The numbers are in for the true coronavirus death toll in England and Wales, and they are 41% higher than what the UK government's daily updates had shown.
Up to April 10, daily reporting on the government’s website only included deaths that occurred in the hospital and not those from other locations, including hospice, care homes and private residences. They also did not account for the lag in reporting of some deaths.
(via CNN): By comparison, the ONS says the corresponding figure released on the UK government website for England and Wales was 9,288.
That’s a difference of 41%.
The total number of deaths registered in England and Wales in the week ending 10 April was 18,516 -- the highest weekly total since 2000.
The data shows that numbers are also up in coronavirus-related deaths in nursing homes, as well in care homes, doubling from four weeks earlier.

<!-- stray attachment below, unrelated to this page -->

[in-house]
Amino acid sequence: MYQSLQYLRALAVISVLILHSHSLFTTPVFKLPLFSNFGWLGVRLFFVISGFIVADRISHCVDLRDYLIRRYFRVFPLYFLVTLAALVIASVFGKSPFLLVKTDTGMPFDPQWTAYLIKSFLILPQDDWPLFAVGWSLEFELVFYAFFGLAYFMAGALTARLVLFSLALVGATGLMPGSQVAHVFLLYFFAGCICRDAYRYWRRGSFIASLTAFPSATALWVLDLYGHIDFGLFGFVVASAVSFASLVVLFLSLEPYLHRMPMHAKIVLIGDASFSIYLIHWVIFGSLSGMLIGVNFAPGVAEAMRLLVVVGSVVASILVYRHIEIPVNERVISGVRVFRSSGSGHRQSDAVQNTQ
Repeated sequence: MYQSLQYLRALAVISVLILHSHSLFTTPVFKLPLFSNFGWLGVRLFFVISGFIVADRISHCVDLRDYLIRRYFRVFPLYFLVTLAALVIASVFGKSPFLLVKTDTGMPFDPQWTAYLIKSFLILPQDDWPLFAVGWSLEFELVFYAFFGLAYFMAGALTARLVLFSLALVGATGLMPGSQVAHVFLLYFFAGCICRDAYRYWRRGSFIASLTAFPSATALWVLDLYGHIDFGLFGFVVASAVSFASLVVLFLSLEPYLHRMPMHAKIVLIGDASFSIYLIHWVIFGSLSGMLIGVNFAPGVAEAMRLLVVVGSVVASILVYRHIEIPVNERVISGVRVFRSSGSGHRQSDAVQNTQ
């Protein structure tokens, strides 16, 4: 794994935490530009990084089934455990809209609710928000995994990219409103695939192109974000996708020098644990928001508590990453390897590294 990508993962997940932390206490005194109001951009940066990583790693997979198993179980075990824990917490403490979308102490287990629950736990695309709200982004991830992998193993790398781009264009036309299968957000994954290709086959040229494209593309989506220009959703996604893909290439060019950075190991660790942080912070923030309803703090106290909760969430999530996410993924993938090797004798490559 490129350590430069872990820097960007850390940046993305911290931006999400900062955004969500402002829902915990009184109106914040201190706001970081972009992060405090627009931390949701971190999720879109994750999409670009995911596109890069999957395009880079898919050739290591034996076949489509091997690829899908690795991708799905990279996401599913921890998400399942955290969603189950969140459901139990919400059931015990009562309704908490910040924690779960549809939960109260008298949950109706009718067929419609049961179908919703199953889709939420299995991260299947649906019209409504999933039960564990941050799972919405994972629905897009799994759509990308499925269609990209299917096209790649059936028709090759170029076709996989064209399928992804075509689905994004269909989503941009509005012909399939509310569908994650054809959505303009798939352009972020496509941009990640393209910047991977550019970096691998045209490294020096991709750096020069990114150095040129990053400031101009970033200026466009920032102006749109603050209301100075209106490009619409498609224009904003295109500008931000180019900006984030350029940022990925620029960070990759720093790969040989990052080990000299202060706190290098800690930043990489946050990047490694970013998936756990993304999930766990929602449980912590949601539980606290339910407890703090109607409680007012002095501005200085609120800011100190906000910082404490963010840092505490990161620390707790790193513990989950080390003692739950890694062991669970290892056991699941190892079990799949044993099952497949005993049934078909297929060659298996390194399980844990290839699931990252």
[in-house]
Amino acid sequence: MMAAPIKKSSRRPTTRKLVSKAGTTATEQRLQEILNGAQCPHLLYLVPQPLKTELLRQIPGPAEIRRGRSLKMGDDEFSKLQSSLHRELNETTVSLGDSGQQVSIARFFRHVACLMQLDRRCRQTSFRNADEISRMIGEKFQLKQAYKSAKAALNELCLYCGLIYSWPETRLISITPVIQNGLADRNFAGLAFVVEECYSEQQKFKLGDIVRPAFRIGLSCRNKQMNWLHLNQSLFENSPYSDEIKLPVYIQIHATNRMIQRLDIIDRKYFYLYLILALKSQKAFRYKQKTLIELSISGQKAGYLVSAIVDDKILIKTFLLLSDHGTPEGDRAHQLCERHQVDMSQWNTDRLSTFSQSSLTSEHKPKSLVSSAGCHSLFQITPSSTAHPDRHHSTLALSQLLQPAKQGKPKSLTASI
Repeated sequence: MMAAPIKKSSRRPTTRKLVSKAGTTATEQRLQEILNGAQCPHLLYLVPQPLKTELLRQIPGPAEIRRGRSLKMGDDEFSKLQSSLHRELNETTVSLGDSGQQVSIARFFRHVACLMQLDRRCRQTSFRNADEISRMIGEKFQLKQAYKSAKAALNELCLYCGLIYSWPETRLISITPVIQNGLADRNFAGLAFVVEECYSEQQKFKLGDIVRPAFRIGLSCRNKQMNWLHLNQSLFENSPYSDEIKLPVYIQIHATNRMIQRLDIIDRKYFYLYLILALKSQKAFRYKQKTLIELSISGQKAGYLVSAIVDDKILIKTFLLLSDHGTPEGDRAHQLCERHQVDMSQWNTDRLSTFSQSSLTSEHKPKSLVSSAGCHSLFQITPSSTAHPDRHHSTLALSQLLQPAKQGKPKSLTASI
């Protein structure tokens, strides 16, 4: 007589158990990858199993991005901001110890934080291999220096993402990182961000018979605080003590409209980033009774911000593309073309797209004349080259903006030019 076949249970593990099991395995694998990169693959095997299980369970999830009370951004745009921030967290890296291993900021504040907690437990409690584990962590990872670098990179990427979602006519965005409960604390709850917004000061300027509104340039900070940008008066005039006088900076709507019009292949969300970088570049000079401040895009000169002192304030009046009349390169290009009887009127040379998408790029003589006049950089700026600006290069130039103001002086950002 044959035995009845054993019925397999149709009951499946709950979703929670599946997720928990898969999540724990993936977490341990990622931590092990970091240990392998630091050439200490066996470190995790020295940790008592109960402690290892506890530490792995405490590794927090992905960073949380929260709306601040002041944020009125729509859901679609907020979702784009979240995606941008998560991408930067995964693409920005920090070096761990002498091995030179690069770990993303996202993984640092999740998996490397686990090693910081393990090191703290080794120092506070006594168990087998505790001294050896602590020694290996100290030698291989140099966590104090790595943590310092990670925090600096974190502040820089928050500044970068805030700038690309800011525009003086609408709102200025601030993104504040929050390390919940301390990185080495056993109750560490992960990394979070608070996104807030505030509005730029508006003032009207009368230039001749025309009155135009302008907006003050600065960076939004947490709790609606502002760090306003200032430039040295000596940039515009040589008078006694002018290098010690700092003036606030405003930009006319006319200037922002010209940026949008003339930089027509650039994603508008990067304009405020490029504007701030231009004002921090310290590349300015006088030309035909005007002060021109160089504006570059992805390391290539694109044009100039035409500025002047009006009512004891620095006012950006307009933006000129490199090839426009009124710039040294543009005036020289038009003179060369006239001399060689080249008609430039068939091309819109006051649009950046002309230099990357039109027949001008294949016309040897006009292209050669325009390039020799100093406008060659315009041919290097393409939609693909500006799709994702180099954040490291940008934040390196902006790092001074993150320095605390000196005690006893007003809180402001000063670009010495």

Our weekly deaths data show that— Office for National Statistics (ONS) (@ONS) April 21, 2020
- of all deaths in England and Wales that occurred up to 10 April (registered up to 18 April), 13,121 involved COVID-19
- Comparatively @DHSCgovuk figures show that 9,288 deaths occurred by 10 April https://t.co/g3G5KGuOel #COVID19 #coronavirus pic.twitter.com/0tu6lP9WyT
Within the hospital sector, there has been a 72,4% in deaths, and a 51.1% increase in private homes.
Of the coronavirus deaths reported, the largest number and proportions were among people 75-84 years old.
London has been recorded as having the highest number of deaths, while North East of England has the lowest numbers.